tv Bloomberg Business Week Bloomberg January 16, 2016 12:00pm-12:31pm EST
>> welcome to business weekend television. >> coming up, the not so from the story about united airlines. it is a disaster. we will look at what happens. info -- canech high-tech influence the gun control debate? belook at smart weapons required the challenge women directors face in hollywood. all of that and more with the latest issue of bloomberg businessweek right here on bloomberg television. ♪
>> another great issue. one of the things that struck me this week is there as an interesting article that talks world economicey forum and how they are looking at the fourth industrial revolution. how technology, artificial intelligence, drones, all of these things we are getting excited about, whether it will improve our life and increase productivity. >> the thinking is you have great minds gathered in switzerland to talk about this. i was struck reading the article about the divide among people who think technology is going to change productivity, help things. people who think the opposite. a great piece we are to get into in a few minutes. >> the other thing which is timely is the thing going on in china. we have in focusing on the volatility in the chinese market. we have been pointing our fingers at the circuit breaker. david: the things that we will start or stop trading. there has been such a decline, 5%, 7%. the provocative piece saying this is not all that is play -- is at play in the chinese equities market. carol: also focusing on running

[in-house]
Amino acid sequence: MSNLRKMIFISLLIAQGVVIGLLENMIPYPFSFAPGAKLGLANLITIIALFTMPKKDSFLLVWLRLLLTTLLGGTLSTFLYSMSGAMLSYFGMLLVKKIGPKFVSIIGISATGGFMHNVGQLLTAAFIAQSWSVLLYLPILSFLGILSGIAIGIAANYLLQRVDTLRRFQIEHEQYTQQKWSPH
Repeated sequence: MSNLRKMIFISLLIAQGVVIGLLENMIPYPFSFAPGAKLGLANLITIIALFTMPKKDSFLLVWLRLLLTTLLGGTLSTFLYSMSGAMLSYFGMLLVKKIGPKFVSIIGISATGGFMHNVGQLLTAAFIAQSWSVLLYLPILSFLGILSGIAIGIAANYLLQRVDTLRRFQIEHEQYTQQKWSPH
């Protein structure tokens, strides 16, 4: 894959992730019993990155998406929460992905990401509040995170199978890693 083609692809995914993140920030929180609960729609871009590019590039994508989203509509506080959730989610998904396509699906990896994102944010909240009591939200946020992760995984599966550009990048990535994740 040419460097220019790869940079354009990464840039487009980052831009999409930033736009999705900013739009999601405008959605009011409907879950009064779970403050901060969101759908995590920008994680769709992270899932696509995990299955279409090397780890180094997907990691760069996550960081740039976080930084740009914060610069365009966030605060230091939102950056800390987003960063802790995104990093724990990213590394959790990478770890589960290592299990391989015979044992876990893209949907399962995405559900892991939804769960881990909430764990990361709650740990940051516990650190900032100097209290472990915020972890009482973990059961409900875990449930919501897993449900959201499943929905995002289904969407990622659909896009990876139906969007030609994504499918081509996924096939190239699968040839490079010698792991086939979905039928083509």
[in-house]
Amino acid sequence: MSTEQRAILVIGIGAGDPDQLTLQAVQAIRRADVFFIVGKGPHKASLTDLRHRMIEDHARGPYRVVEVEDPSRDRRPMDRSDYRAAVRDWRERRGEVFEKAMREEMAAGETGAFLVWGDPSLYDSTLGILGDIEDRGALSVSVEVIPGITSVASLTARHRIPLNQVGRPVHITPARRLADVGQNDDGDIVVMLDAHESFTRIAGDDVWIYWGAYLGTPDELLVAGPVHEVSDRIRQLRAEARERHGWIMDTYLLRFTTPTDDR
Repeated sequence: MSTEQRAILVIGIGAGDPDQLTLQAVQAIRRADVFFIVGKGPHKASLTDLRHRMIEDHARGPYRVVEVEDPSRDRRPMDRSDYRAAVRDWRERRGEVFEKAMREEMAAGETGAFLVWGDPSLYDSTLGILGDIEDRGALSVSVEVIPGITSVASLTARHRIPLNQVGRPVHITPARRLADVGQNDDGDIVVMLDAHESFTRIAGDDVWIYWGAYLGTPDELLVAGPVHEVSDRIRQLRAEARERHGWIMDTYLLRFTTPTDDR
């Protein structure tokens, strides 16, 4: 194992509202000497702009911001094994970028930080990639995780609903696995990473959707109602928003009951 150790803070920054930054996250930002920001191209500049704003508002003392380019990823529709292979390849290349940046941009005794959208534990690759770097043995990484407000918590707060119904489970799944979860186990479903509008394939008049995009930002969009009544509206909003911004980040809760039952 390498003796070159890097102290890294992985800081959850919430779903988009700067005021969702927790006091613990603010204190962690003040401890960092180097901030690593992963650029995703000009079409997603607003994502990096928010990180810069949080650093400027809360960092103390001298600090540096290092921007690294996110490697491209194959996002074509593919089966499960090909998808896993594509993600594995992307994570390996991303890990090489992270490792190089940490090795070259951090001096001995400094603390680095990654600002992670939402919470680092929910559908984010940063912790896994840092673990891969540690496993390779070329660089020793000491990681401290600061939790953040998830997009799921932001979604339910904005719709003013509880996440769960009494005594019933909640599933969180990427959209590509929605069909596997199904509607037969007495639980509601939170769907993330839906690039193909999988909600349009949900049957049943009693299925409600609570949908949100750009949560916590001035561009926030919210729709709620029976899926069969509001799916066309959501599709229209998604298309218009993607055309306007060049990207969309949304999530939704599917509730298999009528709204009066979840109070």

an airline. it is a tough job. david: running united airlines is even tougher. ceo changes -- there have been a lot of them. carol: and in a $2.8 million fine from among other things, mistreating passengers with wheelchairs. flight delays, lost baggage. david: greg bennett has been aching even deeper into the troubled airline. he joins us now in new york with more horror stories. this is a company that was in the news after a giant colossal merger. it is supposed to be the future of aviation. that merger was not a success. >> there was a lot of optimism about the merger. a lot of expectation that because -- you take the size of united and their net worth and continentals management, a company everyone thought was well-run, the employees were happy, you put those together in the largest airline, the ideas that you have a powerhouse. that hasn't happened. you look at all of the different ways that you can measure the performance of an airline, and this airline has done poorly. carol: whenever we talk about airlines, you had that story.